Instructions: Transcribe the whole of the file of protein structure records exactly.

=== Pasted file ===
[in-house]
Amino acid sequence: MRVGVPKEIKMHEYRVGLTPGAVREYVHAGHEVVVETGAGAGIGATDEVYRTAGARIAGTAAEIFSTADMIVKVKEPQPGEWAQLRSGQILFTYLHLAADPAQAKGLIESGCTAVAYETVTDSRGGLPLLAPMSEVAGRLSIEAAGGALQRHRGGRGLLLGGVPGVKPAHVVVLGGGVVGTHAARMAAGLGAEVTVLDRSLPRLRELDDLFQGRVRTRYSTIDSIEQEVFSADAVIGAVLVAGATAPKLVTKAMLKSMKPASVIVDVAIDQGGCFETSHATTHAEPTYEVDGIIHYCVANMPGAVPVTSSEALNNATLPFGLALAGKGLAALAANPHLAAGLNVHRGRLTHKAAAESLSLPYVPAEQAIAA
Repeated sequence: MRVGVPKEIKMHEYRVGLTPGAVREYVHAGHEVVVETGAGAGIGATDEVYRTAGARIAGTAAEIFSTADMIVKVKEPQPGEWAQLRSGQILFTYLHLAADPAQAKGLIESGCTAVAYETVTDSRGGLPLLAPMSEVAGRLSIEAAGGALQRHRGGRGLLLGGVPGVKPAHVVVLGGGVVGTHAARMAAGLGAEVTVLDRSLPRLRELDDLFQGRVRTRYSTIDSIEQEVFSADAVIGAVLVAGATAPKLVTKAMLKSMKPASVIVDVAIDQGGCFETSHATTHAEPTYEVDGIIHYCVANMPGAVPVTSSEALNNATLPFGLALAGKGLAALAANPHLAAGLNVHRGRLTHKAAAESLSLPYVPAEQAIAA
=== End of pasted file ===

[in-house]
Amino acid sequence: MRVGVPKEIKMHEYRVGLTPGAVREYVHAGHEVVVETGAGAGIGATDEVYRTAGARIAGTAAEIFSTADMIVKVKEPQPGEWAQLRSGQILFTYLHLAADPAQAKGLIESGCTAVAYETVTDSRGGLPLLAPMSEVAGRLSIEAAGGALQRHRGGRGLLLGGVPGVKPAHVVVLGGGVVGTHAARMAAGLGAEVTVLDRSLPRLRELDDLFQGRVRTRYSTIDSIEQEVFSADAVIGAVLVAGATAPKLVTKAMLKSMKPASVIVDVAIDQGGCFETSHATTHAEPTYEVDGIIHYCVANMPGAVPVTSSEALNNATLPFGLALAGKGLAALAANPHLAAGLNVHRGRLTHKAAAESLSLPYVPAEQAIAA
Repeated sequence: MRVGVPKEIKMHEYRVGLTPGAVREYVHAGHEVVVETGAGAGIGATDEVYRTAGARIAGTAAEIFSTADMIVKVKEPQPGEWAQLRSGQILFTYLHLAADPAQAKGLIESGCTAVAYETVTDSRGGLPLLAPMSEVAGRLSIEAAGGALQRHRGGRGLLLGGVPGVKPAHVVVLGGGVVGTHAARMAAGLGAEVTVLDRSLPRLRELDDLFQGRVRTRYSTIDSIEQEVFSADAVIGAVLVAGATAPKLVTKAMLKSMKPASVIVDVAIDQGGCFETSHATTHAEPTYEVDGIIHYCVANMPGAVPVTSSEALNNATLPFGLALAGKGLAALAANPHLAAGLNVHRGRLTHKAAAESLSLPYVPAEQAIAA